So far, it's been a very good year for Christian music. How to Live With A Curse, the new
album from Stavesacre, is the band's first full-length release in nearly four years. This SoCal-based
rock group is not a band that shrouds religious topics in secular songs; they want you to know, more than
once or twice, how important Christ is to them. Lead singer Mark Salomon sings with such honesty about
Christ, and the other subjects brought up throughout the album's duration. While sometimes this proved
distracting because music needs to rhyme and flow at least a little, the overall feel of the disc was
straightforward and truthful, something that there is all too little of in the industry.
"Reason to Believe," is a cool way to start an album. The track plays as if to welcome the band into
your speakers with a slow, sweeping intro, gradually getting louder until the lyrics start. In this song,
Salomon brings up Christians' dissatisfaction with things around them and why bad things happen to good
people. He sings, "I've wasted so much time coming up with questions, asking 'Why?' has never answered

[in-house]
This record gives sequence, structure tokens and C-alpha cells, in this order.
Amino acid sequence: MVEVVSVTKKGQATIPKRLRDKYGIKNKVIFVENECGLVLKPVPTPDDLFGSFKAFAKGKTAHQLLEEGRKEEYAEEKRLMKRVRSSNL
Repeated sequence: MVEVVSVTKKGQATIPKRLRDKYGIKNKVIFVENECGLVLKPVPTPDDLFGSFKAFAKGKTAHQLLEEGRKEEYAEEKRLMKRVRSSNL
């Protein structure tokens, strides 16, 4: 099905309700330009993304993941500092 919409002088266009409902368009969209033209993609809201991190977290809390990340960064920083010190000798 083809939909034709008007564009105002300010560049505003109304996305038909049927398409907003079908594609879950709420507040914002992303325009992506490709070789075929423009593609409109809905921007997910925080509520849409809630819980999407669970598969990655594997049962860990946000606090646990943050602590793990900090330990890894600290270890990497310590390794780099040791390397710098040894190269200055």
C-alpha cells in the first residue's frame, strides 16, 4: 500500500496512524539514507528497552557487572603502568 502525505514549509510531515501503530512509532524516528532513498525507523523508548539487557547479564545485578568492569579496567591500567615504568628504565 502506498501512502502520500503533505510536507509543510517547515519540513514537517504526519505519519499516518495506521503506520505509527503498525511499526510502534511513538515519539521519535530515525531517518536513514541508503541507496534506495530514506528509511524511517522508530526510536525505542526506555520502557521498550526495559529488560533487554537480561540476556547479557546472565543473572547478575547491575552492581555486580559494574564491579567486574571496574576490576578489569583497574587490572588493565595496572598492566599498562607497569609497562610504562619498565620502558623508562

much for me. And really who am I, to know the feel, the weight, of burden. When was I promised simplicity?".
This track works to reaffirm Christians that they are not alone in their trials, and that they should
focus on believing in Christ, rather than focusing on their own problems.
Sealing with the title of the album, I found the majority of the songs on the disc to deal with
humanity's imperfections (Sin), in the sight of Christ. "Grace," one of the more lengthy tracks on the
record, questions the boundaries of God's grace, "Grace, are you hangin' on for me?
Tell me it's true, you still do. Come back around this way." While still dealing with sin, the track
further goes to show that God's grace will always be there for us.
Besides a guitarist, and that really cannot be noticed, nothing has changed in the Stavesacre camp.
These guys really know how to rock, and are not afraid to do so. However, How to Live With A Curse,
and Stavesacre in general, are not the most accessible objects in the Christian-rock scene. Not that the
music is lacking in quality, but these songs just do not seem to have been recorded with radio in mind.
Rather, the tracks tend to exuberate a very underground, indie kind of feel. While this severely hinders
the group's marketability cross-genre, all hard rock fans alike will sure enjoy this new album from one
of Christian music's most enduring, and determined groups.
- Review date: 4/17/06, written by Andrew Shaw